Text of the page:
This article is also available as a TechRepublic download.

At this
point, you’ve probably seen the new interface being shipped with most of the
individual Office 2007 component products. If you’re like me, your first
reaction was, “Whoa…”

Note: Since the first beta release of
Office 2007, I’ve forced myself to use all of the 2007 applications, although I
have kept Office 2003 installed “just in case.” As a result, I’ve
been using the new interface for quite a number of months.

Significant interface changes

I’m
not going to go into too much detail on the changes to the interface. For a
good look at my thoughts on the new interface, take a look at my article on the topic.

However,
where it makes sense I will point out interface differences that affect
specific functionality.

Styles & the Style Gallery

This
is one interface change that I will point out right up front as it will
significantly change the way you work with styles in your documents. In the
Ribbon bar, on the Home tab, you can also see the most obvious example of a
feature that Microsoft calls a gallery. A gallery is basically a thumbnail of
what a particular style will look like. Word uses the style gallery to give you
a preview that shows you what would happen if you applied a particular style to
your document.

To see
the effect of a particular style, simply hover your
mouse pointer over the desired style. Voila! Word changes your text selection
to match the new style, but the new style does not permanently go into effect until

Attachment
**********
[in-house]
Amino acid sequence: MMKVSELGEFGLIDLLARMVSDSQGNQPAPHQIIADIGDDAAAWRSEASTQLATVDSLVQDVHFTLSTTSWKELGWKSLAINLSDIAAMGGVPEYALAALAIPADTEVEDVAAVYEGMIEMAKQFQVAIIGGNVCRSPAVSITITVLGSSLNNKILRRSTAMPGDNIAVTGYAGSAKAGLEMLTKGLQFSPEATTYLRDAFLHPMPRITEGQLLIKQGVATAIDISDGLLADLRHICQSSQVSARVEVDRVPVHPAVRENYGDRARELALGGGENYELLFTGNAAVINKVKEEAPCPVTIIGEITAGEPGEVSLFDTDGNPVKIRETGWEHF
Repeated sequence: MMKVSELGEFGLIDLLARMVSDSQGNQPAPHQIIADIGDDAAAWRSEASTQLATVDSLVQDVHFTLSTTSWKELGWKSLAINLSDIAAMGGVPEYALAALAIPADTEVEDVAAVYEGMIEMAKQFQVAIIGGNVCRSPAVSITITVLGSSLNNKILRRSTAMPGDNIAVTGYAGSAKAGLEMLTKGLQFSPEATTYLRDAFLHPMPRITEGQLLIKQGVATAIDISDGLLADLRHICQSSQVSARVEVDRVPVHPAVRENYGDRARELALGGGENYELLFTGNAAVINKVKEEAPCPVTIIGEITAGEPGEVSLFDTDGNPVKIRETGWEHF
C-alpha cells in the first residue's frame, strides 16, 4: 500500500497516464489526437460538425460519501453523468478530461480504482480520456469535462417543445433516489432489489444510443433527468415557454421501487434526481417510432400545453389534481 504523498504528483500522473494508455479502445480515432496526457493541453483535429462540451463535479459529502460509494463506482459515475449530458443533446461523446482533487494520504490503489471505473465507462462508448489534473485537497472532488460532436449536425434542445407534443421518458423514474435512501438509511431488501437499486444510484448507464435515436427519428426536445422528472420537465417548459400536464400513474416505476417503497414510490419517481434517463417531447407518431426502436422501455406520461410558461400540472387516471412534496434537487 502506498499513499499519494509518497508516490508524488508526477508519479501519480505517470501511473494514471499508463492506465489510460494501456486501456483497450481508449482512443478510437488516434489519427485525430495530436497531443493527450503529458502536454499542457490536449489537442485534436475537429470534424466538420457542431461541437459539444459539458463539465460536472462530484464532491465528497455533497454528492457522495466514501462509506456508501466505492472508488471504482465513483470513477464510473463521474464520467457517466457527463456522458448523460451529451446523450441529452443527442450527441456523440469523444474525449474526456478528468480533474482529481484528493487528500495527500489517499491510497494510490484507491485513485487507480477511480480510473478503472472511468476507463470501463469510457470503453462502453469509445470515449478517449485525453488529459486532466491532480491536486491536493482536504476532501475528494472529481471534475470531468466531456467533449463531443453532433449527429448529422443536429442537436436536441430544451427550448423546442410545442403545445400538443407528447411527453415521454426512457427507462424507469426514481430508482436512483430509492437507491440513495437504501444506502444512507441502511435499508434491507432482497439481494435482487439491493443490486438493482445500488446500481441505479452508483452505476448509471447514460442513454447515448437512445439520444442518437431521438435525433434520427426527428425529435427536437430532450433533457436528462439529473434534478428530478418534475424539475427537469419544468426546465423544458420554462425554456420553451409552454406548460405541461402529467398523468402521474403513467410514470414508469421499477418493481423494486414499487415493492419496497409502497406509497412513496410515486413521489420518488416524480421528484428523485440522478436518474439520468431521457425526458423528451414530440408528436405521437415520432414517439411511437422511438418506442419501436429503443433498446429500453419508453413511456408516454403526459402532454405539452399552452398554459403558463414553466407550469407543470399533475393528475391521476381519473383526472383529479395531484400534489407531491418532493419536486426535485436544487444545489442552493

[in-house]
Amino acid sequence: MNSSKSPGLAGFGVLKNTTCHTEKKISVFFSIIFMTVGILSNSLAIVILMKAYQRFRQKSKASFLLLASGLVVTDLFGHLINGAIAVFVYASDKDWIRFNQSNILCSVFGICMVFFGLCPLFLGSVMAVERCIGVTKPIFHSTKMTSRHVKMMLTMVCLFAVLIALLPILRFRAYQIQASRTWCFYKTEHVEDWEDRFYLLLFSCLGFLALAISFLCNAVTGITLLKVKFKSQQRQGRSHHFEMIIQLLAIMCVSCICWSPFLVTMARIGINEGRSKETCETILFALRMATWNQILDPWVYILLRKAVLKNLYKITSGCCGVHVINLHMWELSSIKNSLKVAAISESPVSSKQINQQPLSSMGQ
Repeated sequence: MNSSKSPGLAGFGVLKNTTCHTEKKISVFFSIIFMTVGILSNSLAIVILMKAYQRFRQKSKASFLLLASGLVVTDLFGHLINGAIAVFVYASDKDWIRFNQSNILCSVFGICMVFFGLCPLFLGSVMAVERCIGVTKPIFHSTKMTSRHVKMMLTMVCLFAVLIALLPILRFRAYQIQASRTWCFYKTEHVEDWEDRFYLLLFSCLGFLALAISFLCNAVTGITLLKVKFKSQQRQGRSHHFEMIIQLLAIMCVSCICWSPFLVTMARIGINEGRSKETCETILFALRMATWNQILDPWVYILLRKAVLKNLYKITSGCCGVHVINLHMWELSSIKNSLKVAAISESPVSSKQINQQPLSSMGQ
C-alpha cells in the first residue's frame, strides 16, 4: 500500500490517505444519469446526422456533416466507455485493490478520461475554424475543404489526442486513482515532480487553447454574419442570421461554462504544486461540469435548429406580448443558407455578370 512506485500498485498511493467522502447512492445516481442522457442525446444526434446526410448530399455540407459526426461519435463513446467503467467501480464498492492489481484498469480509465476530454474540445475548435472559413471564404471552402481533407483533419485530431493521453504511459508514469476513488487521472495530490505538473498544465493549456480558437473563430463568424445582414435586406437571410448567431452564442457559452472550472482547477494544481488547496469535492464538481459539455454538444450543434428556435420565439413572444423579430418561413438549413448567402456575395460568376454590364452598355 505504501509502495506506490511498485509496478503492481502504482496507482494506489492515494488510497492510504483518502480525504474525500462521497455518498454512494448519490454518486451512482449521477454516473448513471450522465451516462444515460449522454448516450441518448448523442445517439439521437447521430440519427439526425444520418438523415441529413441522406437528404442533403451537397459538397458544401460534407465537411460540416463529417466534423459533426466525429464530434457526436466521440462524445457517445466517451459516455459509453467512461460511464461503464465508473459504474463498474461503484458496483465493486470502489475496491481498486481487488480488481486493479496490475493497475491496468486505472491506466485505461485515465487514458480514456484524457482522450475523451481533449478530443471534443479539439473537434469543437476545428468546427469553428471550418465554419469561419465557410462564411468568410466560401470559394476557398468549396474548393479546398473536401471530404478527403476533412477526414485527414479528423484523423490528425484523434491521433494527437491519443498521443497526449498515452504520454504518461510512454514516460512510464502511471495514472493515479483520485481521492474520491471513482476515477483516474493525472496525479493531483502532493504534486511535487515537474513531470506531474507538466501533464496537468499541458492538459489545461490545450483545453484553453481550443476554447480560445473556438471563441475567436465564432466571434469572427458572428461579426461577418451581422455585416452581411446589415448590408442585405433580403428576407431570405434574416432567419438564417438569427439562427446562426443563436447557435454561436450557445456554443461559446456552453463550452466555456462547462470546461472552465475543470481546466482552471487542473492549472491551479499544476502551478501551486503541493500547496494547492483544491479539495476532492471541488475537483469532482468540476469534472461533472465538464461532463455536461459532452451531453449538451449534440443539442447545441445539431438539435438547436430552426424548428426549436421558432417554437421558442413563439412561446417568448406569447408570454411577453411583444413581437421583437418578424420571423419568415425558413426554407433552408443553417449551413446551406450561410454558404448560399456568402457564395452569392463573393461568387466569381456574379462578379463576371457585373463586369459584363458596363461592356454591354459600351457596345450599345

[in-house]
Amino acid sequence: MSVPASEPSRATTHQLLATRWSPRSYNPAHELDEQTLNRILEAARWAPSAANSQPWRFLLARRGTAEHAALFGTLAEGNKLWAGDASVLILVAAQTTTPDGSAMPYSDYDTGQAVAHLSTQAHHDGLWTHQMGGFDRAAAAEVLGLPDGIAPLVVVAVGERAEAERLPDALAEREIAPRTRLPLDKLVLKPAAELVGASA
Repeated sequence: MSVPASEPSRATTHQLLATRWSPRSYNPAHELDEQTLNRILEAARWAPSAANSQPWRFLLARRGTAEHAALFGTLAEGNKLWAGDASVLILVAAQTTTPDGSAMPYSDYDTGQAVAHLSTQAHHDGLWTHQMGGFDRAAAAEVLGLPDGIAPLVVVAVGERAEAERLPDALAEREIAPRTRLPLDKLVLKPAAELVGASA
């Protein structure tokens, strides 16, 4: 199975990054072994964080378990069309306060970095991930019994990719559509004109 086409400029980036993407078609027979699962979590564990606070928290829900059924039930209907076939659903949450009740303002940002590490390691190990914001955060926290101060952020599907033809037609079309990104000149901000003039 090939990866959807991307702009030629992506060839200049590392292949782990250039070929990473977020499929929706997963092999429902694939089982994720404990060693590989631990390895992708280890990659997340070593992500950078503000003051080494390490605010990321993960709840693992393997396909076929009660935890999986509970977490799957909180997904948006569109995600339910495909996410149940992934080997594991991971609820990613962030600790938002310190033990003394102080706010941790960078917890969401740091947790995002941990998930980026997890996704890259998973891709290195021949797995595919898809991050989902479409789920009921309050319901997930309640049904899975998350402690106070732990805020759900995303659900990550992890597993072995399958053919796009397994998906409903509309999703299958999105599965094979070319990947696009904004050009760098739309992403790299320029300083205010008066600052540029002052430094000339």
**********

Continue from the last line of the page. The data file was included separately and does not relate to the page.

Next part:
you click the left mouse button. As you move across the gallery, you can see
each style in turn. To apply a particular style to your work, click the style.

Personally,
I really like this feature. It does take some getting used to though,
particularly if you were a heavy user of styles in older versions of Office.

New styles

As
long as we’re on the topic of styles, this is a good time to talk about the new
default styles that Microsoft has introduced in Word 2007. Gone are the old
Heading 1, Heading 2, and Heading 3 styles. While the style names have not
changed, their look sure has. Even the Normal style, upon
which most documents are based, has a new look and a new behavior in Word 2007.

First
off, the Normal style in Word 2007 is based on the new Calibri
font, which ships with Office 2007. Second, the Normal style now double-spaces
by default between paragraphs. In Figure
A
below, I’ve provided a direct comparison of the new and the old styles. I’ve
turned on the paragraph markers so you can see some of the behavior of the new
styles.

I
really like the new styles and the new fonts. By the way, the heading fonts use
the new Cambria font, which also ships on the Office 2007 installation media. The
new styles are cleaner, and, after an adjustment period, I’ve found that I
really like the new spacing behavior of the Normal style. At first, I thought
it a waste of space, but after realizing that I often double-spaced between
paragraphs anyway, this enhancement saves me some time.

Figure A

Word 2007 boasts new default styles.

Prevent carpal tunnel using the Mini Toolbar

In
Office 2007, Microsoft deemphasized putting related items together and instead